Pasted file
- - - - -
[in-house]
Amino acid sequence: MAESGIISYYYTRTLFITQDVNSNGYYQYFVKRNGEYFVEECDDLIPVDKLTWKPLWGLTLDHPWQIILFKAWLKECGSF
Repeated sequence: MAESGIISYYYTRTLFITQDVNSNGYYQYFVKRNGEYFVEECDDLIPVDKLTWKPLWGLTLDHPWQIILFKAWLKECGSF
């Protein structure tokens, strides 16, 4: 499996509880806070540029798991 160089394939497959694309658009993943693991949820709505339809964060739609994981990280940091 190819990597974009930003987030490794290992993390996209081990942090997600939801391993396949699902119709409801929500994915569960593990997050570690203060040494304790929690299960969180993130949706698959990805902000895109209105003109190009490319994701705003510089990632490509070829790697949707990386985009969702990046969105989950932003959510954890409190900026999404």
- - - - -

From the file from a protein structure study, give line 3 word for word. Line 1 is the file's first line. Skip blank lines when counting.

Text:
Repeated sequence: MAESGIISYYYTRTLFITQDVNSNGYYQYFVKRNGEYFVEECDDLIPVDKLTWKPLWGLTLDHPWQIILFKAWLKECGSF